Retirement savings can seem like a pot of gold at the end of your working life. But just because you've reached your golden years doesn't mean you should stop investing. Here are four reasons to keep money in the market long after saying "goodbye" to the daily grind.
The average lifespan has increased by about 10 years since 1997. How will you account for the additional time (and expenses) in retirement?
Unless you plan to flip burgers into your 70s, it's wise to up your investing game. One way to do this is to divide your investments into "buckets" intended for different uses and time periods. The first bucket should hold a few years' worth of cash for immediate expenses, while the second and third buckets should hold investments that can be cashed out in five to 20 years. This strategy gives you the cash you need in the near-term without depriving you of the market's long-term trend higher.
The historical rate of inflation is 3.22% per year. This may not seem like much, but it can seriously limit your purchasing power over time. You can help to combat the impact of inflation on your standard of living by investing in Treasury Inflation-Protected Securities, or TIPS. These low-risk Treasury bonds guarantee a return that rises (or falls) with inflation.
3. Healthcare costs
The cost of healthcare in retirement rose 6% between 2015 and 2016, according to Fidelity, and prices are still increasing. To help offset this, investors should seek out passive income that grows with time.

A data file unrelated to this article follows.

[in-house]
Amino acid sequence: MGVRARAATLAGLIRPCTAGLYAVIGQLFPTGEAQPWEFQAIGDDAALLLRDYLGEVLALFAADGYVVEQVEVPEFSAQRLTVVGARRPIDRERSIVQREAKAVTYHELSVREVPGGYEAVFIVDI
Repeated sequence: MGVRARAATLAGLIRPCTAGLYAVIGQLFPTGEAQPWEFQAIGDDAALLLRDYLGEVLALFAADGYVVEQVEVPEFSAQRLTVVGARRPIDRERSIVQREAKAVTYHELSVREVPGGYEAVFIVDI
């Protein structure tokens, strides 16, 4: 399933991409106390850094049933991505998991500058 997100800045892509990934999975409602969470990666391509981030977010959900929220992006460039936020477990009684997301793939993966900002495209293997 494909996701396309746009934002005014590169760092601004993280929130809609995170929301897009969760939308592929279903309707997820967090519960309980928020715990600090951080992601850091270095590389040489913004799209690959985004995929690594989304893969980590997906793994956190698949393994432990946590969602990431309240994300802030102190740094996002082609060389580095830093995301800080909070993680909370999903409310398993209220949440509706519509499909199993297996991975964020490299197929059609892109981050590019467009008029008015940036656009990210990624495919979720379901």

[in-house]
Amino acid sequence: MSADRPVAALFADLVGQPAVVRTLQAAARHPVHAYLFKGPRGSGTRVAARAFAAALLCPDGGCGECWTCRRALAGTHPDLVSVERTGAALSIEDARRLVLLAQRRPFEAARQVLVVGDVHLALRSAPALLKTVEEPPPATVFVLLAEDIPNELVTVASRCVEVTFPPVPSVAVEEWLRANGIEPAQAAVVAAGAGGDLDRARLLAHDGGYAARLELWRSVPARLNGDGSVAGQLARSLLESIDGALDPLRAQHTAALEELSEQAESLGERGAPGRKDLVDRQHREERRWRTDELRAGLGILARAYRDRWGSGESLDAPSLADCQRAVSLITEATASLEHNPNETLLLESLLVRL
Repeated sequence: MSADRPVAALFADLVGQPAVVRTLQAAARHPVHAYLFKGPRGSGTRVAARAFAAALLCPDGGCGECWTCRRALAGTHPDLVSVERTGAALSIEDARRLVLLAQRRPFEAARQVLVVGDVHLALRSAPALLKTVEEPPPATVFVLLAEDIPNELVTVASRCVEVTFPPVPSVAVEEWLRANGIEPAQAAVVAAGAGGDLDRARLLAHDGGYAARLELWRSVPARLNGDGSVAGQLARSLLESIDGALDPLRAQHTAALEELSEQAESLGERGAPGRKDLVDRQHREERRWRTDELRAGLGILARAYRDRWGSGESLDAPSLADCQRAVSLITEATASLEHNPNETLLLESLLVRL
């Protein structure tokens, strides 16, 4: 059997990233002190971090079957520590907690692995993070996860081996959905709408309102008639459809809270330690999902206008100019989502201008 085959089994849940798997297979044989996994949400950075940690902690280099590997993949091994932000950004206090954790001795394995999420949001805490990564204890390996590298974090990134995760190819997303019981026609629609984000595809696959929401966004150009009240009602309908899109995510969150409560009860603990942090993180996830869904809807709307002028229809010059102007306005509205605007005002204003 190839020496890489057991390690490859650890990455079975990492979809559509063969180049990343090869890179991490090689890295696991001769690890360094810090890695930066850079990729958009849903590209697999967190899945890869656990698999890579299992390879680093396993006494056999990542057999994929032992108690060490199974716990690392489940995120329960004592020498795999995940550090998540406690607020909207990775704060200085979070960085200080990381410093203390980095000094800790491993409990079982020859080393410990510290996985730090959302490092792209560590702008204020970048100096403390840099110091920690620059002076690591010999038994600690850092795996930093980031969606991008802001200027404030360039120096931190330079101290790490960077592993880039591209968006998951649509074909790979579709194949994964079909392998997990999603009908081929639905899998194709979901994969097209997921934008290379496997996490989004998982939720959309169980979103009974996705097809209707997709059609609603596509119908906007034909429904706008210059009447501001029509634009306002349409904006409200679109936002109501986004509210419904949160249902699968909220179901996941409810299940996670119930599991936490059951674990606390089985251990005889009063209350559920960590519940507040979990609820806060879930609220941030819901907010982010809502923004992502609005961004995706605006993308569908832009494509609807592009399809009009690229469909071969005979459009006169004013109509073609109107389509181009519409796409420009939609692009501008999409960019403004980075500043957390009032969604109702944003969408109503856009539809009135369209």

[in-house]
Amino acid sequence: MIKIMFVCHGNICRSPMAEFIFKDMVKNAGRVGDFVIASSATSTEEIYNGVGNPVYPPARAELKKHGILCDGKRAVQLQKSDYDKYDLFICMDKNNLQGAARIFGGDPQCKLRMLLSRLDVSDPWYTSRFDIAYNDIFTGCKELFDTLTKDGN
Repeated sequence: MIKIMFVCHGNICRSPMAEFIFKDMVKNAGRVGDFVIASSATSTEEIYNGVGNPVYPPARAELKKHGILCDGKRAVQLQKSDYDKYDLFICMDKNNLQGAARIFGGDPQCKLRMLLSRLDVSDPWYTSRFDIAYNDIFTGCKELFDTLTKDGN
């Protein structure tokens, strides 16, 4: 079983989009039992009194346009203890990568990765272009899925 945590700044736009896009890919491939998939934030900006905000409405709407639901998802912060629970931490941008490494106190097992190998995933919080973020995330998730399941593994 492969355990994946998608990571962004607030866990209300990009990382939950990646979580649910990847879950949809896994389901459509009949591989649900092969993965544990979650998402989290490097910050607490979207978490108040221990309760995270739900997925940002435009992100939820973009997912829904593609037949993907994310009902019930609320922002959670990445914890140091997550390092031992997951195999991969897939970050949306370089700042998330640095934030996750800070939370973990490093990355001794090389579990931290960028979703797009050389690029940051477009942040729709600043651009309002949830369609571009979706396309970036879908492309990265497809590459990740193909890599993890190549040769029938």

Investment property is a perfect example. It allows your income in retirement to keep up with rising healthcare costs because you can increase the rent every year. College towns usually boast low property values with higher rental prices to accommodate the seasonal population. Consider moving a portion of your savings into real estate to take advantage of this.
4. New opportunities
A retiree who invested $5,000 in Amazon in 1997 would have over $1 million today. Products, technologies, and services that once seemed mythical are staples in today's market, and the sum of a longer lifespan, inflation, rising costs, and new opportunities calls for aggressive investing, even in retirement.
Traditional wisdom says you should limit your exposure to high-growth stocks in retirement, which is sound advice. But that doesn't mean you should avoid them entirely. For instance, you might use one of your "buckets" to hold long-term stocks like Amazon, which not only offer growth potential, but can also increase prices in lockstep with inflation.
At the end of the day, what's most important is that you have enough money to see you through your golden years. Keeping these four things in mind, and structuring your retirement savings accordingly, will go a long way in that regard.
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